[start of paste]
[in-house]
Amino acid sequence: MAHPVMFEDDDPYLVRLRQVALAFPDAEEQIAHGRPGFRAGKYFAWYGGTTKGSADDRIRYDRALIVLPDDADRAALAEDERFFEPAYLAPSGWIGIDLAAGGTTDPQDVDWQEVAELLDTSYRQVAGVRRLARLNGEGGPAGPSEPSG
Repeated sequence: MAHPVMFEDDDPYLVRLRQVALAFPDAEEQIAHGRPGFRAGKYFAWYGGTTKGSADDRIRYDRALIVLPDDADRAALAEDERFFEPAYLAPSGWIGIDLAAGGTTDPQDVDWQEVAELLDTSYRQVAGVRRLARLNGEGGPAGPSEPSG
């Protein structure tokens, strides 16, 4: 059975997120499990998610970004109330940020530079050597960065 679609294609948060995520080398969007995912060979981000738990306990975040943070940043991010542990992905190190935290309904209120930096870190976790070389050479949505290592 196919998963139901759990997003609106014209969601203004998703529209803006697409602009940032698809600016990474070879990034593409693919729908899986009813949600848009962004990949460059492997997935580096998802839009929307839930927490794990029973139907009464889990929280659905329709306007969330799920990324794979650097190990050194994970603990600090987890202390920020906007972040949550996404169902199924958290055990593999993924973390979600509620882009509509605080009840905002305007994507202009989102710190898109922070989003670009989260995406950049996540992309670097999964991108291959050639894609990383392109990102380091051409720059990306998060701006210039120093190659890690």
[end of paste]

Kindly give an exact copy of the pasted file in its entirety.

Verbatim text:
[in-house]
Amino acid sequence: MAHPVMFEDDDPYLVRLRQVALAFPDAEEQIAHGRPGFRAGKYFAWYGGTTKGSADDRIRYDRALIVLPDDADRAALAEDERFFEPAYLAPSGWIGIDLAAGGTTDPQDVDWQEVAELLDTSYRQVAGVRRLARLNGEGGPAGPSEPSG
Repeated sequence: MAHPVMFEDDDPYLVRLRQVALAFPDAEEQIAHGRPGFRAGKYFAWYGGTTKGSADDRIRYDRALIVLPDDADRAALAEDERFFEPAYLAPSGWIGIDLAAGGTTDPQDVDWQEVAELLDTSYRQVAGVRRLARLNGEGGPAGPSEPSG
């Protein structure tokens, strides 16, 4: 059975997120499990998610970004109330940020530079050597960065 679609294609948060995520080398969007995912060979981000738990306990975040943070940043991010542990992905190190935290309904209120930096870190976790070389050479949505290592 196919998963139901759990997003609106014209969601203004998703529209803006697409602009940032698809600016990474070879990034593409693919729908899986009813949600848009962004990949460059492997997935580096998802839009929307839930927490794990029973139907009464889990929280659905329709306007969330799920990324794979650097190990050194994970603990600090987890202390920020906007972040949550996404169902199924958290055990593999993924973390979600509620882009509509605080009840905002305007994507202009989102710190898109922070989003670009989260995406950049996540992309670097999964991108291959050639894609990383392109990102380091051409720059990306998060701006210039120093190659890690």